Edward Reinfurt, Executive Director of NYSTAR:

“The Centers for Advanced Technology (CAT) continue to be a critically important component of the State's high technology development efforts.  NYSTAR is pleased to continue its long-term commitment to the Binghamton CAT's outstanding developments in electronics and, in particular, new flexible electronics that will result in new applications from faster and smaller electronic devices to solar panels.  Through partnerships with the new Center for Advanced Microelectronics Manufacturing, we will help emerging and existing New York companies be world-class manufacturers in the global economy by harnessing the power of innovation.”

Daniel C. Gundersen, Upstate Empire State Development Chairman:

“This innovative center will enable new manufacturing applications to prosper in the Southern Tier and keep Upstate New York on the cutting edge of emerging technology. The intellectual capital at Binghamton University is being paired with government and industry to fuel Upstate New York’s innovation economy, and it’s collaborations like this one that have great potential to spur economic growth statewide.” 

Gerald Sonnenfeld, Vice President for Research, Binghamton University:

“Binghamton University is committed to fostering the development of unique projects that have the potential to change lives. The CAMM, which is part of our New York State Center of Excellence in Small Scale Systems Integration and Packaging, is a prime example of the innovative multidisciplinary, multi-institutional microelectronics at Binghamton University. The CAMM provides excellent educational opportunities for our students and is paving the way for new and exciting research that will spur economic growth in the Southern Tier.”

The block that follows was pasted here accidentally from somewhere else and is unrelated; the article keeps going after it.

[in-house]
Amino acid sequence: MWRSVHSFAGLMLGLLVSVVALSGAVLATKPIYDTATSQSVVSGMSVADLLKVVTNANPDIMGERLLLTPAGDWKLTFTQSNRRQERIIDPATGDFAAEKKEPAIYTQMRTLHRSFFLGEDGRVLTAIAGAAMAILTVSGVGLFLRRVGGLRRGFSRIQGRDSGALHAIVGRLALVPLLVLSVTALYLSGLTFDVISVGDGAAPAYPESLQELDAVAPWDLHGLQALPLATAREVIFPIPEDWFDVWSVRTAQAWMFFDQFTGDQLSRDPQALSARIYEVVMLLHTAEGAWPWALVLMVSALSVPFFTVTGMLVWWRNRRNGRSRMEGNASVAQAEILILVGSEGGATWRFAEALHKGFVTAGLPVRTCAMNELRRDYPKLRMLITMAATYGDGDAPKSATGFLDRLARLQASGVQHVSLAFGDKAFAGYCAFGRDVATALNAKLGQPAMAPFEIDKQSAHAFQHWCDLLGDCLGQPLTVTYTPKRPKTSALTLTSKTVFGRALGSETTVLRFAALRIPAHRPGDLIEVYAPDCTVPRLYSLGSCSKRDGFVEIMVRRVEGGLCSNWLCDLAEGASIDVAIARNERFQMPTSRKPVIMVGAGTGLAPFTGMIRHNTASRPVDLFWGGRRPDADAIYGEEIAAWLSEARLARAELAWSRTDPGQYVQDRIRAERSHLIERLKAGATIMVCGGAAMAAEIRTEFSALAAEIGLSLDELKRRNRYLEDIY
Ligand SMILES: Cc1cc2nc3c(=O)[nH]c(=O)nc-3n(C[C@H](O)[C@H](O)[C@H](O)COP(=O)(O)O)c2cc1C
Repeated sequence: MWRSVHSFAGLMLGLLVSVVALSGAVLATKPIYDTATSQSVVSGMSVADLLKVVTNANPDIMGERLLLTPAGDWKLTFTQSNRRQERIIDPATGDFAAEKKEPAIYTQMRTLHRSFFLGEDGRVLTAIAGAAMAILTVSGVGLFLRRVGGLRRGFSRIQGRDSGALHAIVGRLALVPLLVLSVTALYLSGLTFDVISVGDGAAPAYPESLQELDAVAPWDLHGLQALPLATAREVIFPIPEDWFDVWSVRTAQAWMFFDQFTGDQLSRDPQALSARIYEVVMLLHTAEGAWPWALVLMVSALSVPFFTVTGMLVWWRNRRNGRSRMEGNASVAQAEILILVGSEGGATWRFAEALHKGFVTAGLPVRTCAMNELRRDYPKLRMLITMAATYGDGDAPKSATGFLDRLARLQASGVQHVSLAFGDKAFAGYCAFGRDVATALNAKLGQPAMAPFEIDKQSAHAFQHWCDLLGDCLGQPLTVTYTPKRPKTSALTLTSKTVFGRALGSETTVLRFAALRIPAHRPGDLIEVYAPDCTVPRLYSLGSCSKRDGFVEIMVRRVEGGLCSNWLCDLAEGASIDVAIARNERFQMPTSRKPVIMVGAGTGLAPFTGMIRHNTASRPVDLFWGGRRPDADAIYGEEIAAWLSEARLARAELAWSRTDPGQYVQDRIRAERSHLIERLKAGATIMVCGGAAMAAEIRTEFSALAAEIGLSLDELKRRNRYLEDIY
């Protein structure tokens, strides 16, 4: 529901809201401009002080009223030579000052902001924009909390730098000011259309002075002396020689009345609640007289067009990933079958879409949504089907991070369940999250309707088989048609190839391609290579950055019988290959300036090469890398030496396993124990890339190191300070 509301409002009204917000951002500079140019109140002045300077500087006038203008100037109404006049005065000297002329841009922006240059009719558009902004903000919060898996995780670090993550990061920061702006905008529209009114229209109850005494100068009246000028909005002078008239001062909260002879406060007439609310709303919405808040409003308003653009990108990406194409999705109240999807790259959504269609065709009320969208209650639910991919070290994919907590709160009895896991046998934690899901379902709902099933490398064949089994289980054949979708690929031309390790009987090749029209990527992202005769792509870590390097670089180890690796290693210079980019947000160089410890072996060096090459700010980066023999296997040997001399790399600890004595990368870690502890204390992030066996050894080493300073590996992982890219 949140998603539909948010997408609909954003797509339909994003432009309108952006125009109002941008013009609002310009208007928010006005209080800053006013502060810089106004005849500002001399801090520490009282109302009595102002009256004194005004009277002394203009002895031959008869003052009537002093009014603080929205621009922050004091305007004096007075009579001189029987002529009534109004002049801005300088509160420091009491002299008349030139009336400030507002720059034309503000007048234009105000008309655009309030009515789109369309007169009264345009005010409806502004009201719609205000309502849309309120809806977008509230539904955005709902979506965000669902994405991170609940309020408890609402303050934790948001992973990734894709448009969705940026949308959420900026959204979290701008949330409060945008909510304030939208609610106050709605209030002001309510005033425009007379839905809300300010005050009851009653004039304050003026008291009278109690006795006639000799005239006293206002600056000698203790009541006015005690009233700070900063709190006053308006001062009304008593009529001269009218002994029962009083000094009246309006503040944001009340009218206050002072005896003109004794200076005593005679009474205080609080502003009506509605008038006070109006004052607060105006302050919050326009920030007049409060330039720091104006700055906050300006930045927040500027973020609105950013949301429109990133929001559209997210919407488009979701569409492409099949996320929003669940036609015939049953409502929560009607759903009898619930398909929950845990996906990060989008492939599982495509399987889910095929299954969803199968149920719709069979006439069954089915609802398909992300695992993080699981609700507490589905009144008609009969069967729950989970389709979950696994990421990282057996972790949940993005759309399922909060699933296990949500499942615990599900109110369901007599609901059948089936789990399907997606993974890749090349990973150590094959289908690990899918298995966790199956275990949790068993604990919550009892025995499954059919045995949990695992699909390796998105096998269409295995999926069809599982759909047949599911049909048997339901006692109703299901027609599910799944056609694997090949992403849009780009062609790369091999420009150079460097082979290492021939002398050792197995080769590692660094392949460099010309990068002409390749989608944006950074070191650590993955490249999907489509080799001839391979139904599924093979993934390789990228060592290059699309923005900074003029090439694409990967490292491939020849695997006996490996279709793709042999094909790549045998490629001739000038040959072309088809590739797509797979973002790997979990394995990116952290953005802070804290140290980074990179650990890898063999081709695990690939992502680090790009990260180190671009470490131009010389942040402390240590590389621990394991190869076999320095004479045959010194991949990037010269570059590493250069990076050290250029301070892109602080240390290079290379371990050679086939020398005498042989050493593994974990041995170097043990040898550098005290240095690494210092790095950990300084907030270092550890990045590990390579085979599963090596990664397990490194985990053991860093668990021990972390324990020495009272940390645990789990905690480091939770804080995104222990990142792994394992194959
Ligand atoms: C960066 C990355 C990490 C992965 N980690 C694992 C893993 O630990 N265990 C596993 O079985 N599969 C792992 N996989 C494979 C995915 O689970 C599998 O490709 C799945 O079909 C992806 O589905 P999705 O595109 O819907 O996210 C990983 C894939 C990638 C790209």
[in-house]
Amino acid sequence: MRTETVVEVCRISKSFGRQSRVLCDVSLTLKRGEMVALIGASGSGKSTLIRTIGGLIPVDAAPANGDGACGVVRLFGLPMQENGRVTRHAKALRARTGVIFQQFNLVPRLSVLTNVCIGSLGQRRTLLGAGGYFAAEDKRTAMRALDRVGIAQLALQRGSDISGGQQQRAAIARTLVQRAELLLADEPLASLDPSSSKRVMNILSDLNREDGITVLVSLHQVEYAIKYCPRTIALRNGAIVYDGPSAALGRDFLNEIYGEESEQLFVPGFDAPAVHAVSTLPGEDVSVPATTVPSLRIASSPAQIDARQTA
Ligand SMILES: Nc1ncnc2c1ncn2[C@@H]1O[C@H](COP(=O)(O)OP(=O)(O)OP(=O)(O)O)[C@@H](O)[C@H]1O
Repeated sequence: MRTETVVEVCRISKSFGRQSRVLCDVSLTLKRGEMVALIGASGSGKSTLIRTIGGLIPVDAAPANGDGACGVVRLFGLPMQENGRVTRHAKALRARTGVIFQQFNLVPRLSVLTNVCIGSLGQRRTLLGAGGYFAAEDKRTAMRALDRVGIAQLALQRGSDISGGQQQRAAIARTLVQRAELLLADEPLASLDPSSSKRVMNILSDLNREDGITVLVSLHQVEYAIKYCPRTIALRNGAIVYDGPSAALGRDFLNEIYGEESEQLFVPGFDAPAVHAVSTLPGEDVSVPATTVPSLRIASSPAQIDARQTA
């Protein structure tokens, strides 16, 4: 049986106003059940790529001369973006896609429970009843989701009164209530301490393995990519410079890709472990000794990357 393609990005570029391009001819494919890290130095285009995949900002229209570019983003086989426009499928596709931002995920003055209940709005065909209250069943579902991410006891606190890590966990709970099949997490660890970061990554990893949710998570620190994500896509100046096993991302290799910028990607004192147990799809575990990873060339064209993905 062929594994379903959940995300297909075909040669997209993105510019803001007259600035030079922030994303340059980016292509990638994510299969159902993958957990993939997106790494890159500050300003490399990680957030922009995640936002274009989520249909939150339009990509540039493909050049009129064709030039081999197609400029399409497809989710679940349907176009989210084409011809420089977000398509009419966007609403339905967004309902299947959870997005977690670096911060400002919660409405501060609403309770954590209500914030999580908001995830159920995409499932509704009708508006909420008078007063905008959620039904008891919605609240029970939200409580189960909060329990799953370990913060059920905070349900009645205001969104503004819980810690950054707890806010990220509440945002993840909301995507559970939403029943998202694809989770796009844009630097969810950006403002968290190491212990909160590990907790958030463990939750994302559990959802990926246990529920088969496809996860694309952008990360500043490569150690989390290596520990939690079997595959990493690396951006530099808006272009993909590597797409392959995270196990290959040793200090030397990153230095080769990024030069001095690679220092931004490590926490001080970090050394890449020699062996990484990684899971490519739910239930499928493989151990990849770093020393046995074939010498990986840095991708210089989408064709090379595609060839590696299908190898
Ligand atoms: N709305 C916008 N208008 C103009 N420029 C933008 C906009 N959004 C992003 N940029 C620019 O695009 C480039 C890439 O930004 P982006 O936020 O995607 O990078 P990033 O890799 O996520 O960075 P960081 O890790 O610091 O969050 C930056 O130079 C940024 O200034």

Bahgat Sammakia, Director, Center for Advanced Microelectronics Manufacturing, Binghamton University:

“The Center for Advanced Microelectronics Manufacturing holds the potential to greatly improve many existing electronic systems applications and to enable new unimagined applications. The CAMM is a true partnership between government, academia and industry, which will provide Binghamton University the opportunity to perform unparalleled research in the area of flexible electronics and small-scale systems integration and packaging. Binghamton University’s partnerships with the United States Display Consortium, Endicott Interconnect Technologies and other industrial partners, Cornell University and other academic partners, the Army Research Laboratory, the National Aeronautics and Space Administration, and New York State, are key to the success of this Center.” 

Chris Ober, Francis Bard Professor of Materials Engineering, Cornell University:

“The Cornell College of Engineering is thrilled to be partnering with our colleagues at Binghamton University on research at the Center for Advanced Microelectronics Manufacturing. Together, we will develop enabling technologies and new educational approaches that will transform the semiconductor industry in the new paradigm defined by flexible electronics.” 

Charles Becker, Chief Scientist, Micro and Nano Structures, General Electric Corporate Research and Development:

 “On behalf of the member companies, I am pleased to participate in the opening of the Center for Advanced Microelectronics Manufacturing. The shared resources being developed at the CAMM are critical to the key technology roadmaps of each participating member company. By offering unique, state-of-the-art tools and process expertise for roll-to-roll manufacturing, CAMM will be a cornerstone of the new flexible electronics revolution. We, at GE, are particularly excited to be collaborating with other leading technology companies and with Binghamton University on fundamental enabling research in the area of flexible electronics.” 

Mark Hartney, Chief Technology Officer, United States Display Consortium:

“Binghamton University’s demonstrated strengths in science and engineering and prior center management experience, as well as its partnering and leadership attributes, were key criteria in establishing the Center for Advanced Microelectronics Manufacturing in Binghamton, New York. We are confident that the cooperative academic, government and industry relationships that Dr. Sammakia has amassed will greatly contribute to the success of this aggressive R&D program.“

Last Updated: 9/17/13